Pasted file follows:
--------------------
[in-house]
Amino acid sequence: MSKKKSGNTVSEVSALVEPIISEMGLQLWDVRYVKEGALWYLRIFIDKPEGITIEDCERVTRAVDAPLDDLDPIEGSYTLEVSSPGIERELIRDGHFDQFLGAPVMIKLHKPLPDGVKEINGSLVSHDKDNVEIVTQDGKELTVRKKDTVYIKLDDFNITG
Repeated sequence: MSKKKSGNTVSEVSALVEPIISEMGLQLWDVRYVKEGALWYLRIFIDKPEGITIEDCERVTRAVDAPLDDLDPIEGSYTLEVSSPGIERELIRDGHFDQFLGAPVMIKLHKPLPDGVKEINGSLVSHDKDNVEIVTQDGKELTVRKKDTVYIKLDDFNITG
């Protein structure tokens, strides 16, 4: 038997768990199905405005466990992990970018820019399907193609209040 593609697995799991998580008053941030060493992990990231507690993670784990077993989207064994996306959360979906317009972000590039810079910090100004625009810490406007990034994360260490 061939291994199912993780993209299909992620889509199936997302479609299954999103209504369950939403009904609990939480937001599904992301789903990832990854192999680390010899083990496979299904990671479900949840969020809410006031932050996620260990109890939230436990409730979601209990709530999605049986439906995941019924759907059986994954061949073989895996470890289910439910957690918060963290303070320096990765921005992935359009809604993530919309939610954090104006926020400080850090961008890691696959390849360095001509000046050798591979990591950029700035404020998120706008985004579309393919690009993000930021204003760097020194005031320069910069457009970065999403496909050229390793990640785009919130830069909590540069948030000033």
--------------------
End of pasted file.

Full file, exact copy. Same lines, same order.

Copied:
[in-house]
Amino acid sequence: MSKKKSGNTVSEVSALVEPIISEMGLQLWDVRYVKEGALWYLRIFIDKPEGITIEDCERVTRAVDAPLDDLDPIEGSYTLEVSSPGIERELIRDGHFDQFLGAPVMIKLHKPLPDGVKEINGSLVSHDKDNVEIVTQDGKELTVRKKDTVYIKLDDFNITG
Repeated sequence: MSKKKSGNTVSEVSALVEPIISEMGLQLWDVRYVKEGALWYLRIFIDKPEGITIEDCERVTRAVDAPLDDLDPIEGSYTLEVSSPGIERELIRDGHFDQFLGAPVMIKLHKPLPDGVKEINGSLVSHDKDNVEIVTQDGKELTVRKKDTVYIKLDDFNITG
């Protein structure tokens, strides 16, 4: 038997768990199905405005466990992990970018820019399907193609209040 593609697995799991998580008053941030060493992990990231507690993670784990077993989207064994996306959360979906317009972000590039810079910090100004625009810490406007990034994360260490 061939291994199912993780993209299909992620889509199936997302479609299954999103209504369950939403009904609990939480937001599904992301789903990832990854192999680390010899083990496979299904990671479900949840969020809410006031932050996620260990109890939230436990409730979601209990709530999605049986439906995941019924759907059986994954061949073989895996470890289910439910957690918060963290303070320096990765921005992935359009809604993530919309939610954090104006926020400080850090961008890691696959390849360095001509000046050798591979990591950029700035404020998120706008985004579309393919690009993000930021204003760097020194005031320069910069457009970065999403496909050229390793990640785009919130830069909590540069948030000033």